Dean’s Letter: The Bible, Day by Day

Hello St. Paul’s,

As you may know, our Anglican identity rests upon a triple foundation of Scripture, Tradition, and Reason. We bring together, uniquely among Christian denominations, the ancient and continuous witness of the Bible with the historic traditions of the church and our individual God-given gifts of discernment and intelligence. We refer to this trio of influences as the three-legged stool of Anglicanism.

Of the three, Scripture is the longest and most important leg. We honor the witness of both the Hebrew Scriptures or Old Testament and the Christian New Testament, remembering that Jesus was himself an observant Jew for whom the Hebrew Scriptures formed his Bible. I’ve written before about how we make extensive use of Scripture in our Sunday worship, with four Bible passages assigned for each service: Hebrew Scripture or Old Testament, a portion from the Psalms, something from the Epistles or Revelation, and a passage from one of the Gospels. Our Prayer Book services are soaked in Biblical language and references.

But, if the only exposure we have to the Bible is on a Sunday morning, we are missing out. There are great swaths of Scripture that you never hear at our Sunday Eucharists, and the passages we do hear are often isolated and fragmented from one week to the next. If you want to really get to know Scripture, I recommend forming the habit of saying the Daily Office: that is, Morning and/or Evening Prayer, on a daily basis. There you will encounter Scripture laid out in an intentional and relatively uninterrupted pattern, following a lectionary or reading schema that repeats every two years.

The Daily Office lectionary is found at the back of our Book of Common Prayer. Unlike the ecumenical Sunday lectionary, the Daily Office one is peculiar to the churches of the Anglican tradition, and the Episcopal Church has its own version. In the course of two years, saying the Office Monday to Saturday, we read the vast majority of the Hebrew Scriptures, much of them in sequence, moving through a book almost continuously from beginning to end over the course of days or weeks. We also read almost all of the Gospels in the course of a year. Similarly we read from the Epistles every day, from beginning to end. We also read from the Psalms in a seven-week cycle.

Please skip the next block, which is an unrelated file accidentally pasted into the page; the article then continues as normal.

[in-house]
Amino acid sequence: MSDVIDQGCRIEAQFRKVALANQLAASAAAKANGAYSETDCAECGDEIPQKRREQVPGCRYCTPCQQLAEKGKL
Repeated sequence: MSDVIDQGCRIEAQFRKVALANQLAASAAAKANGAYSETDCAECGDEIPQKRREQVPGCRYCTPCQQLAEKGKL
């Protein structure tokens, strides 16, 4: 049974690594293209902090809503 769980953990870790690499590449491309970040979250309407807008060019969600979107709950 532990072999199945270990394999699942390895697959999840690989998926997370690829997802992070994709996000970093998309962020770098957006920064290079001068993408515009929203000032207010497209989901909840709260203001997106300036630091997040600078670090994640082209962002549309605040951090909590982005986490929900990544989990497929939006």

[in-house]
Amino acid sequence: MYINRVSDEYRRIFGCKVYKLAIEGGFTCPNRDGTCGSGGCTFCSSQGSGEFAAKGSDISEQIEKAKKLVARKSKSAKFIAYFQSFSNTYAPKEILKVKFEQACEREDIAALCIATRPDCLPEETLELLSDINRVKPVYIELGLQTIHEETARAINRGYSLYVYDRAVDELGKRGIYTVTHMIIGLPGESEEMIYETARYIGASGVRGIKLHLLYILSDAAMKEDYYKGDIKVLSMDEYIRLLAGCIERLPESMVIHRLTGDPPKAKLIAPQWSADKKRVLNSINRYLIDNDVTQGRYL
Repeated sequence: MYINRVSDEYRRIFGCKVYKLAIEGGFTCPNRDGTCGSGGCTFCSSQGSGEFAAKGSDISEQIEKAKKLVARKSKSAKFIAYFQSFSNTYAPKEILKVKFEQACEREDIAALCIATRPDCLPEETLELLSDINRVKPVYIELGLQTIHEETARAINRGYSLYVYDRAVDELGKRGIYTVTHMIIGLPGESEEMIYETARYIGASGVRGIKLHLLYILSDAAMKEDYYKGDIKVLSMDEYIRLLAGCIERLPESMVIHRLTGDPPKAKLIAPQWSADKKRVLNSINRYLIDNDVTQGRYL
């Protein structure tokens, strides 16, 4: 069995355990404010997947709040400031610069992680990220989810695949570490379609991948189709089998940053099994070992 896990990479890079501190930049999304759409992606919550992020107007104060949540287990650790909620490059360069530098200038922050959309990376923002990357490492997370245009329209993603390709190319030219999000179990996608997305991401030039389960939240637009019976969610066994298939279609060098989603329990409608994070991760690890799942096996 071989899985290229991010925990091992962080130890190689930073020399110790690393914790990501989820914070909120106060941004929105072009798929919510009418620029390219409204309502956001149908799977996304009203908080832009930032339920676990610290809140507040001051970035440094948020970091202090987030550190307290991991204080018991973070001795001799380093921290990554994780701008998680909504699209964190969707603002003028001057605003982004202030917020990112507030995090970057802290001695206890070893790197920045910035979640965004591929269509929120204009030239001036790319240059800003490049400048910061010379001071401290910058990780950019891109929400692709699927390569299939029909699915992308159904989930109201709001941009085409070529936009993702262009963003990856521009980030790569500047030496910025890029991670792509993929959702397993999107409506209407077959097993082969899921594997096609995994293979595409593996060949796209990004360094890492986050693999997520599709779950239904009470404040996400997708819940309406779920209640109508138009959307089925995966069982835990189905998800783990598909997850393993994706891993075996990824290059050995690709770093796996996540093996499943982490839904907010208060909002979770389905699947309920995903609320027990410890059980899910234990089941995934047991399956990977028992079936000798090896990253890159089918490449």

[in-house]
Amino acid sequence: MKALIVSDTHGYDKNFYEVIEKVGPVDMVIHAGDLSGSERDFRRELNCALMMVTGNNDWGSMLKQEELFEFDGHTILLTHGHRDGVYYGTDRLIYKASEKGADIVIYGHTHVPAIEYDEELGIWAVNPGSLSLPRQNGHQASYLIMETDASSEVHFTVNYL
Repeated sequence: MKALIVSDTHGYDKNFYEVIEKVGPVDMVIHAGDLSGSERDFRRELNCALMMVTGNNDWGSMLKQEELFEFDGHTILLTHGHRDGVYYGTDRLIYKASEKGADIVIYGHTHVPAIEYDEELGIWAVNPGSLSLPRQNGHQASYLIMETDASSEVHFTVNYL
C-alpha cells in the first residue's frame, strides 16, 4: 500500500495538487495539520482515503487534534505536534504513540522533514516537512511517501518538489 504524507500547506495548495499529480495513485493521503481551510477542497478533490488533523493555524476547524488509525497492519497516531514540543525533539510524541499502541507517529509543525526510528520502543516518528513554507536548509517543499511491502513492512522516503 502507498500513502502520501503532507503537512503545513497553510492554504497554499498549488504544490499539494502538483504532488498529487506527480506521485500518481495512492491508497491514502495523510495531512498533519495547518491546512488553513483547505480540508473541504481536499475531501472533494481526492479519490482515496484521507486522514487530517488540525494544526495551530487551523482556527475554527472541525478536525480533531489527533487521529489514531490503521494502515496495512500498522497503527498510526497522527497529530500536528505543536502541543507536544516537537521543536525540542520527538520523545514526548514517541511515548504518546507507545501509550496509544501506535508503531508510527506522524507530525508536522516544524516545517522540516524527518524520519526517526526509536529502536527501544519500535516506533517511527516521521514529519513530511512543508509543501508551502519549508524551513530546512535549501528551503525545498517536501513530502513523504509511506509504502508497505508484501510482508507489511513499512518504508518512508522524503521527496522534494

Year One of the daily office lectionary starts at the beginning of Advent in years ending in an even number and Year Two conversely in Advent of years ending in an odd number. So this liturgical year which started in November 2021 is Year Two, and we will start Year One again on November 27. In Year One we typically read the Hebrew Scriptures and Epistle passage at morning prayer, the Hebrew Scripture again and Gospel at evening prayer; in year two we switch the Epistle and Gospel. So, this year, we have been reading from the Gospel each morning. This is all laid out on page 934 of the Book of Common Prayer

Our Morning and Evening Prayer groups which meet regularly via Zoom enjoy the day to day drama of Scripture. Sometimes we will be in the middle of a dramatic tale and we can hardly wait for “tomorrow’s exciting episode.” As an added bonus, we pause after the final reading and invite questions, comments and discussion on what we have read.

As we prepare for the holy season of Advent and the start of a new church year, I invite you to join us for Morning or Evening Prayer whenever your schedule allows: the Zoom link is on the cathedral calendar, and over time you will enjoy a much higher level of Biblical literacy.

See you on Sunday!
Your sister in Christ,

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2 thoughts on “Dean’s Letter: The Bible, Day by Day”

  1. I love reading Dean Penny’s posts.
    Informative, spirited, professional, inclusive and most important; I can just hear her Irish accents transcend to my ears.


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